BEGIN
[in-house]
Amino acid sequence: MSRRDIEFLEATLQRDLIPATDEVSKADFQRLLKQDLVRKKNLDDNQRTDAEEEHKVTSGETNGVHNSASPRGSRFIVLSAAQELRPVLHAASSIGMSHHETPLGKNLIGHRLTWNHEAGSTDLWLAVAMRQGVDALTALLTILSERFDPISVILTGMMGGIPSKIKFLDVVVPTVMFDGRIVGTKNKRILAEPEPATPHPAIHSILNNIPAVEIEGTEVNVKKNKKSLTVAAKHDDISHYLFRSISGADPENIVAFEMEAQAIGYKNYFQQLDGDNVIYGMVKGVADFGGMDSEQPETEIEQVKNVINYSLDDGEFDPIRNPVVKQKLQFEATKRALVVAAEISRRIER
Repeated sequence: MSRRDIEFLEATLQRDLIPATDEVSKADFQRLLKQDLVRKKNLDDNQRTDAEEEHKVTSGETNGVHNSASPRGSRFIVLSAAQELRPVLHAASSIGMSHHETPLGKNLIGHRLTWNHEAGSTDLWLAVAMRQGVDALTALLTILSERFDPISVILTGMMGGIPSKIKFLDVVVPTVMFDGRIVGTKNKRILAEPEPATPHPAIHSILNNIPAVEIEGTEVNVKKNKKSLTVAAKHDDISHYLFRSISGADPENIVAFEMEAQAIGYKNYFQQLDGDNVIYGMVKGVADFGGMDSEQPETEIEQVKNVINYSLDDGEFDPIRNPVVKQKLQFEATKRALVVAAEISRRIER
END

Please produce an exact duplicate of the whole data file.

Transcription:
[in-house]
Amino acid sequence: MSRRDIEFLEATLQRDLIPATDEVSKADFQRLLKQDLVRKKNLDDNQRTDAEEEHKVTSGETNGVHNSASPRGSRFIVLSAAQELRPVLHAASSIGMSHHETPLGKNLIGHRLTWNHEAGSTDLWLAVAMRQGVDALTALLTILSERFDPISVILTGMMGGIPSKIKFLDVVVPTVMFDGRIVGTKNKRILAEPEPATPHPAIHSILNNIPAVEIEGTEVNVKKNKKSLTVAAKHDDISHYLFRSISGADPENIVAFEMEAQAIGYKNYFQQLDGDNVIYGMVKGVADFGGMDSEQPETEIEQVKNVINYSLDDGEFDPIRNPVVKQKLQFEATKRALVVAAEISRRIER
Repeated sequence: MSRRDIEFLEATLQRDLIPATDEVSKADFQRLLKQDLVRKKNLDDNQRTDAEEEHKVTSGETNGVHNSASPRGSRFIVLSAAQELRPVLHAASSIGMSHHETPLGKNLIGHRLTWNHEAGSTDLWLAVAMRQGVDALTALLTILSERFDPISVILTGMMGGIPSKIKFLDVVVPTVMFDGRIVGTKNKRILAEPEPATPHPAIHSILNNIPAVEIEGTEVNVKKNKKSLTVAAKHDDISHYLFRSISGADPENIVAFEMEAQAIGYKNYFQQLDGDNVIYGMVKGVADFGGMDSEQPETEIEQVKNVINYSLDDGEFDPIRNPVVKQKLQFEATKRALVVAAEISRRIER